Democracy and Education: Liberal Political Philosophy, University History, and Contemporary Culture.course description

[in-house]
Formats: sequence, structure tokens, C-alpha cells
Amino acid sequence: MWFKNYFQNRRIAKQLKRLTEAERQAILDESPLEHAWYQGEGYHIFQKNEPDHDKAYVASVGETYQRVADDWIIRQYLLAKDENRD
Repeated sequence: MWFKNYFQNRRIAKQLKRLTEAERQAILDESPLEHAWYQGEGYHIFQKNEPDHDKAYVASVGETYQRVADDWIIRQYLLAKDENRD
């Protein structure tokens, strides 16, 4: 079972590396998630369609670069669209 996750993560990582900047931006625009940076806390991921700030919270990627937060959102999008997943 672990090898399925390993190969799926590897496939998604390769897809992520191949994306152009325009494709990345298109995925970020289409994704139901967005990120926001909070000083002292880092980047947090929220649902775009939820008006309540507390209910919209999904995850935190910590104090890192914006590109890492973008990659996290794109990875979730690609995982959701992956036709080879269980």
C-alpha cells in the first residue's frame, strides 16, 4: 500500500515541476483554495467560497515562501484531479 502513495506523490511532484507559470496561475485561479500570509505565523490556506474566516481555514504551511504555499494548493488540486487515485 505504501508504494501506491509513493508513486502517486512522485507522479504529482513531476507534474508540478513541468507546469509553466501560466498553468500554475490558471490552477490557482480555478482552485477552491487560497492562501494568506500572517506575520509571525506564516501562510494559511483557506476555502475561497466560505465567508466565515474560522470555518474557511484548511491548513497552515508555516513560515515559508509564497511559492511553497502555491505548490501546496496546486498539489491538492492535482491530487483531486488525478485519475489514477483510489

My aim for this course, which takes its name from John Dewey's 1915 seminal text, would be to engage with students in studying the historically complicated and theoretically dynamic relationships between freedom of thought and higher education. The course would begin with a look at Dewey in a historical context, examining both his role as “father” of the modern discipline of Education and his work with the American Association of University Professors in establishing the institution of tenure in the modern American University. A philosophical reading of Democracy and Education will bring into focus its attempt to rethink the separation between liberal and technical education. Dewey argues that an education suited to a democratic society, in which freedom of thought is essential, must teach the meaningfulness of all forms of human labor. Stepping back from Dewey, we will then examine the much longer intellectual history of the meaning of freedom of thought in higher education. We would make a brief study of the history of the Liberal Arts of the late-medieval university. These “liberal arts” were the occupations that were suitable for men, who, mostly by birthright, were above the manual labors of the peasantry. Our present political word “liberal”originates in this pre-enlightenment educational concept. Tracing this intellectual history, we will read the classic liberal political theory of John Locke and Adam Smith, as well as Thomas Jefferson and the Federalists. This unit would foreground political philosophy to examine the foundations of American democracy. Then we would return to the history of higher education in the United States, looking at the history of the earliest universities in the U.S., and at the expansion of public education in the United States that took place in the late-nineteenth century. In looking at this history, we will focus on how institutions regarded liberal and technical education. We will explore in literature and film the tension between the elite character of higher education and the populism of American culture. As a final turn, we might examine contemporary debates about political bias in academia, tenure protections and freedom of expression. Discussions might include the critiques of higher education in the modern conservative movement offered by such thinkers as William F. Buckley, Irving Kristol, Gertrude Himmelfarb and David Horowitz. For contrast, we could read Lionel Trilling, Irving Howe, Richard Rorty, Wendy Brown and Michael Bérubé.